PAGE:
US President Donald Trump late on Thursday signed an order that aims to boost domestic production of “essential medicines” and “critical” drug inputs in the United States.
While India’s pharmaceutical industry has a major stake in the American drugs market and is among the biggest overseas suppliers to that market, experts said on Friday that the Trump administration’s attempt to localise the supply chain for drugs is unlikely to have a significant impact on supplies from India to the US in the short term.
The experts, who cautioned it was still early to make a definitive prediction on the impact, however, said broader ramifications could follow if the US Centers for Medicare & Medicaid Services were mandated to buy local.
Trump, in his August 6 order, directed executive departments and agencies involved in medicine procurement to identify vulnerabilities in America’s supply chains for essential drugs. Among the measures included in the order are mandates to the US Food and Drug Administration (US FDA) commissioner Stephen Hahn to draft within three months a list of essential medical products that are “necessary to have available at all times” in adequate quantities.
A month after that, the US Trade Representative will be expected to take “all appropriate action” to exclude essential medicines, critical inputs like drug ingredients, and medical products used during public health emergencies (medical countermeasures) from the country’s federal procurement product coverage. This would apply to “all relevant” Free Trade Agreements and the World Trade Organisation Agreement on Government Procurement. Directions and timelines for other agencies and bodies to limit foreign procurement of such products have also been outlined in the order.
These agencies are to consider a “variety” of actions to increase their procurement of such products and their critical ingredients from domestic sources while protecting the country’s service members, veterans and their families from increases in drug prices. They also have to ensure that the measures they implement do not interfere with America’s ability to respond to the Covid-19 outbreak in that country.
“It is critical that we reduce our dependence on foreign manufacturers for Essential Medicines, Medical Countermeasures, and Critical Inputs to ensure sufficient and reliable long-term domestic production of these products, to minimize potential shortages, and to mobilize our Nation’s Public Health Industrial Base to respond to these threats,” the order said.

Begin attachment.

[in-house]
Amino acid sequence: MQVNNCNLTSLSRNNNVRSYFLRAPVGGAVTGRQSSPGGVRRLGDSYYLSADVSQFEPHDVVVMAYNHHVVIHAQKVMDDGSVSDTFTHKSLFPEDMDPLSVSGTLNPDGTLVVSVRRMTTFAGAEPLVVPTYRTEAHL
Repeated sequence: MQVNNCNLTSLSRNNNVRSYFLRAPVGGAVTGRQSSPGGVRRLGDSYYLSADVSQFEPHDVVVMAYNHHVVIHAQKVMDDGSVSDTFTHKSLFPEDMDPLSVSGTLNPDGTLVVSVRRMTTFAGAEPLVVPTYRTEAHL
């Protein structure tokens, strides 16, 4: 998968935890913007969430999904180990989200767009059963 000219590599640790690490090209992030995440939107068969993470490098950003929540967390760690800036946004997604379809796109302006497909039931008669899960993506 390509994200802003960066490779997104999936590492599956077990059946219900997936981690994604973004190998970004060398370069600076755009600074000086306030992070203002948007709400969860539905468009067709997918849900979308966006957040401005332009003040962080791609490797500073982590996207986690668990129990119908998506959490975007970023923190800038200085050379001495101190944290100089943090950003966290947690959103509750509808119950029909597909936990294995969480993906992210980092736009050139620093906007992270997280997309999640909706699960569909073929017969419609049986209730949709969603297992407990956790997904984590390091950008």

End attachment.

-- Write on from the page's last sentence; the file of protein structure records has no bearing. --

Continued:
Several experts tracking India’s pharmaceuticals industry, however, said the move appeared to be either posturing by Trump before the presidential election in November, or to be targeted essentially at China which, unlike India, is a larger exporter of key drug ingredients. India, on the other hand, is known for exports of its generic finished formulations, for which the US is the largest market.
Pharmaceutical Export Promotion Council of India (PHARMEXCIL) chairman Dinesh Dua said Indian drugs are “largely” not involved in US public procurement processes, though the industry has been keen on participating. “As the USA is a member of the WTO procurement agreement, they don’t encourage Indian companies to participate in public procurement processes and mainly involve the US, EU and other members,” he said.
India’s pharmaceuticals exports to the US are valued ex factory at $6 billion, according to PHARMEXCIL.
Another industry executive who declined to be identified said he did not see “any immediate impact” of the executive order. “But we will have to look at the essential medicines list they draft, and whether they have the capacity to produce the products in it without raising the procurement costs over the threshold. This would determine any potential impact,” the executive said.
According to this executive, a breather for the industry in India lies in the exemptions that the order gives. For instance, the order will not apply in cases where procuring domestic essential medicines will bring costs for the agency up over 25 per cent. It also doesn’t apply in cases where there are no sufficient domestic alternatives.
“Even in Europe, active pharmaceutical ingredient costs are higher than in India by around 30-35 per cent. The same can be construed for the US as well, which automatically increases the prices of their domestically manufactured products,” the executive said.
Some other experts, however said the move could have larger implications going forward for countries exporting medicines to the US, even if the exports are limited to the retail segment.
“This won’t be limited to federal procurement. There are other bills being worked on which will mandate CMS (the Centers for Medicare & Medicaid Services) to buy local. That is a very large segment. This order is just a sense of what is to come,” public health activist Dinesh Thakur, who studies the US and Indian pharma markets and their regulations closely, said.
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